Sarah Hardy, a 17-year-old senior at Henry David Thoreau Continuation High School in Wood-land Hills, Calif., said she's heard everything there is to hear about smoking and lung cancer, heart disease, emphysema, birth defects and wrinkles - and she believes it all.

Smoking Marlboros every day saps her energy, she said, and drains her body of vitamin C.

"Oh, I know it's bad. I've tried to quit," said Hardy. "I think I quit for three days once, but you get the craving for it. You feel stressed and tense."

Hardy started smoking because her friends smoked, she said, and now she can't stop.

"It's pretty clear now that you can get a kid to learn the facts about smoking causing lung cancer or heart disease, but I'm not sure how much real relevance that has to kids," said Biglan.

One problem with using scare tactics to convince kids of the dangers of smoking is that teens don't die of smoking, even though they do suffer documented health problems - wheezing, getting short of breath, coughing up phlegm and suffering chest colds more often than their nonsmoking peers.

Almost all smoking-related deaths - from lung cancer, congestive heart failure, emphysema, stroke and other causes - occur after the age of 40, according to the National Center for Health Statistics.

"The trouble with health educators like myself is that we think people place a high value on their health. We do, because we're getting older. But kids find it irrelevant," said Perry of the University of Minnesota."I

t is much, much more important to a teenager to appear sexually attractive or fit in with a peer group than to be in good health," she said.

One way kids might be dissuaded of tobacco's allure might be to ban cigarette advertising and tobacco industry promotion of sporting events and concerts, Big-lan said.

Today's adolescents grew up with Joe Camel, who started appearing in advertisements in 1988, he said.

In a study published in 1991 in the Journal of the American Medical Association, 6-year-olds were able to identify a picture of Old Joe Camel as readily as they recognized Mickey Mouse.

Although the tobacco industry has consistently denied that Joe Camel was designed to appeal to children, critics note that during the first four years of the Joe campaign, smokers under 18 who said they preferred Camels rose from half a percent to 33 percent.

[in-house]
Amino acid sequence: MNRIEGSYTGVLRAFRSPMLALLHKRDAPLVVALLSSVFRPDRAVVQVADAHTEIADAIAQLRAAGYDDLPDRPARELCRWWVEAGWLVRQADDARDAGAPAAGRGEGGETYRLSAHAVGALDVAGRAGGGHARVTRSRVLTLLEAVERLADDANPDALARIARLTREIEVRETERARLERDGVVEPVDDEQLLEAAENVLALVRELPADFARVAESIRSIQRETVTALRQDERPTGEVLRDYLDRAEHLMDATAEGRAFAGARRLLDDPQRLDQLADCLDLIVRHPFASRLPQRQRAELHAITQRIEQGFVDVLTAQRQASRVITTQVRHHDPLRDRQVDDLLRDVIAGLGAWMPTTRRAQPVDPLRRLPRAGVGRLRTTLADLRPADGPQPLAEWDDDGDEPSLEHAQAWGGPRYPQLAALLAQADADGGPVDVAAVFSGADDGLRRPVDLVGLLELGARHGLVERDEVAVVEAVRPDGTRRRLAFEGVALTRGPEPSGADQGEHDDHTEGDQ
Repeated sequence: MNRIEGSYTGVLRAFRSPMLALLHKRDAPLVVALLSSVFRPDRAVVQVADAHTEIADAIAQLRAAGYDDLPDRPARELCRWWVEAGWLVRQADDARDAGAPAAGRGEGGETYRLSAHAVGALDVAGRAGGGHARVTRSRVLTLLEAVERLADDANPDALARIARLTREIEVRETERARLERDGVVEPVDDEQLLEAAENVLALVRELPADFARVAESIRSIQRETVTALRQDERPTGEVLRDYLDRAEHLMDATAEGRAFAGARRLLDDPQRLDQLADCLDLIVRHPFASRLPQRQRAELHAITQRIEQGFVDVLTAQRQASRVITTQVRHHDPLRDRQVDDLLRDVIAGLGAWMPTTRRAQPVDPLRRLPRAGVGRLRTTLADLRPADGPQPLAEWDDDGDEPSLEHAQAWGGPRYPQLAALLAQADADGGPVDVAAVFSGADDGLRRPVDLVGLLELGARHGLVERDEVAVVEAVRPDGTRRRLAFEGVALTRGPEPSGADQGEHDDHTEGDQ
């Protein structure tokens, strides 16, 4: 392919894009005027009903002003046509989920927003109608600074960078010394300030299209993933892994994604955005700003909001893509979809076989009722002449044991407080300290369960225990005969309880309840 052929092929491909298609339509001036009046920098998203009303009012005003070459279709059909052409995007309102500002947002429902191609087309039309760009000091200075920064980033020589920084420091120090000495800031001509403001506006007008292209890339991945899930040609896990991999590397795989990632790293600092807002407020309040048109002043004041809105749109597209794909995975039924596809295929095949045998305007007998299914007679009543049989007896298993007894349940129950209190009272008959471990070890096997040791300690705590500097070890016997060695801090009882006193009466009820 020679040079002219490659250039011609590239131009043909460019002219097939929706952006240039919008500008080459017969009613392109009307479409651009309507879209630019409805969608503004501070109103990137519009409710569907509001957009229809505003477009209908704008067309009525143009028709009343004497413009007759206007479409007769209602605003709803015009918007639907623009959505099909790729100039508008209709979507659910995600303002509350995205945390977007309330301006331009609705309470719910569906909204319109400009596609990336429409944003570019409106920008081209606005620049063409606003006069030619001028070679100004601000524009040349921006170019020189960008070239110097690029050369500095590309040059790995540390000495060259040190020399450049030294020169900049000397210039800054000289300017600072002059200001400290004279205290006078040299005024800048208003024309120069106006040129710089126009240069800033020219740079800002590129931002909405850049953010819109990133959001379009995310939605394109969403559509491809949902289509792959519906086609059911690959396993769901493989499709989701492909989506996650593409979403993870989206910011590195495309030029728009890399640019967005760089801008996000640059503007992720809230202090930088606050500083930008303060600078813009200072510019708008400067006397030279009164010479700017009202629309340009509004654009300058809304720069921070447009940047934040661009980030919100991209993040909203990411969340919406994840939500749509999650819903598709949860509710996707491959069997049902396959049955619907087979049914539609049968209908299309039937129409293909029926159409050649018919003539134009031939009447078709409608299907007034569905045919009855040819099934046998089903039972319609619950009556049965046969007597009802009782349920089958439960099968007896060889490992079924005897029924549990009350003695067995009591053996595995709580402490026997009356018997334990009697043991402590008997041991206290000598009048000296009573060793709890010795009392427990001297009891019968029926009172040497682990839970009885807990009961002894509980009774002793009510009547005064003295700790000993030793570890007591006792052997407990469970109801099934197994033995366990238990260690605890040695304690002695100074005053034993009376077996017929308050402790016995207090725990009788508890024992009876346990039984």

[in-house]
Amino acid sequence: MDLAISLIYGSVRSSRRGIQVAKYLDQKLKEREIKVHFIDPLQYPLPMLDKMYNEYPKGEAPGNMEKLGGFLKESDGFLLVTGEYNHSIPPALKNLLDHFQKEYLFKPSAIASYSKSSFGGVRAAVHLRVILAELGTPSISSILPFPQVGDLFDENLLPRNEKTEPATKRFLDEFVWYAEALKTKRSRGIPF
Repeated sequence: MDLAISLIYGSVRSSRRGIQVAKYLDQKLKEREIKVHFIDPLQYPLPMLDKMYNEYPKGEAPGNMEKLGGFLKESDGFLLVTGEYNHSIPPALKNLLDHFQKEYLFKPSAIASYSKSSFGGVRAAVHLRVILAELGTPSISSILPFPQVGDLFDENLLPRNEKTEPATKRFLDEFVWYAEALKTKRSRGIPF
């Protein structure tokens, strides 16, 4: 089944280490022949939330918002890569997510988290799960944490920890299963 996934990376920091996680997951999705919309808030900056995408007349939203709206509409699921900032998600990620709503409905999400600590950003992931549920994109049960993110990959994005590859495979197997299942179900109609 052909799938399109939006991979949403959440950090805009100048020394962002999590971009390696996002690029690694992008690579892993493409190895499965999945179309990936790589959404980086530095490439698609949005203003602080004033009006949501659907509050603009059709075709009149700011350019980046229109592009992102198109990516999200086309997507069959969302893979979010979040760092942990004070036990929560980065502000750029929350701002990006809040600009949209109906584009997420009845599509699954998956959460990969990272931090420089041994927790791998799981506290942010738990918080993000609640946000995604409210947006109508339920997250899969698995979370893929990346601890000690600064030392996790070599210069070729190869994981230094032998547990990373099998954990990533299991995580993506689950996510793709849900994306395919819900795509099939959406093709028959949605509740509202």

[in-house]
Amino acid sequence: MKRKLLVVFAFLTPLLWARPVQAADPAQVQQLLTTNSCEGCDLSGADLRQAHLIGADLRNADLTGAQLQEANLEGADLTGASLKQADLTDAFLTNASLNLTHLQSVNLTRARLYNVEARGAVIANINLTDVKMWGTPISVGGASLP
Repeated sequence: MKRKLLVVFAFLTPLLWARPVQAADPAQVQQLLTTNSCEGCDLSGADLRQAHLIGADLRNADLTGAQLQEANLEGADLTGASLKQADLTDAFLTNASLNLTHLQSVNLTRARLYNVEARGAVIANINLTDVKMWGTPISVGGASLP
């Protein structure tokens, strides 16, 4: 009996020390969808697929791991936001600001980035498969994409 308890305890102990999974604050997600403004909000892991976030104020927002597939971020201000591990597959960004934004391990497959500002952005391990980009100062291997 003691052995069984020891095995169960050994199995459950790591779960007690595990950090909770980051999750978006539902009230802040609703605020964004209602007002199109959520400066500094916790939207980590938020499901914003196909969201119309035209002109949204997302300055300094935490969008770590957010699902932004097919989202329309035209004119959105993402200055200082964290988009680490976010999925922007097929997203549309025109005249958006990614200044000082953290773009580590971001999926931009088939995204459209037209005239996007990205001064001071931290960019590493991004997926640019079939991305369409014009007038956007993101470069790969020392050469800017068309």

Peggy Carter, manager of media relations at the R.J. Reynolds Tobacco Co., cited faults in the methods used in the Journal of the American Medical Association study and said recognition of Old Joe by children does not change their negative attitudes toward smoking.

"The predominant factor in teen smoking is peer pressure, not advertising. Research shows that across the board," said Carter.B

ut Biglan believes that tobacco advertisements give children an impression during many formative years that smoking is something that cool, risk-taking, independent, attractive and svelte young adults do.

Much of that impression, he said, is created through $4 billion a year in advertising and promotions by the tobacco industry.

Philip Morris Inc.'s Marlboro and R.J. Reynolds' Camel cigarettes - two of the most widely advertised and promoted brands - are favored by 70 percent of adolescent smokers, according to a 1992 Gallup Poll.

"All of this crap about not selling to kids is just that," Biglan said.

Karen Daragan, a spokeswoman for Philip Morris Co., said children are "certainly not a market of ours."

Daragan said the company does not study why children prefer smoking Marlboro cigarettes but noted that the brand's popularity crosses all age groups and is by no means limited to minors.

"Marlboro is the No. 1 brand in the world," Daragan said. "Its market share is more than the next six brands combined."

The trouble with health educators is that we think people place a high value on their health. We do, because we're getting older. But kids find it irrelevant.

Cheryl Perry

University of Minnesota

School of Public Health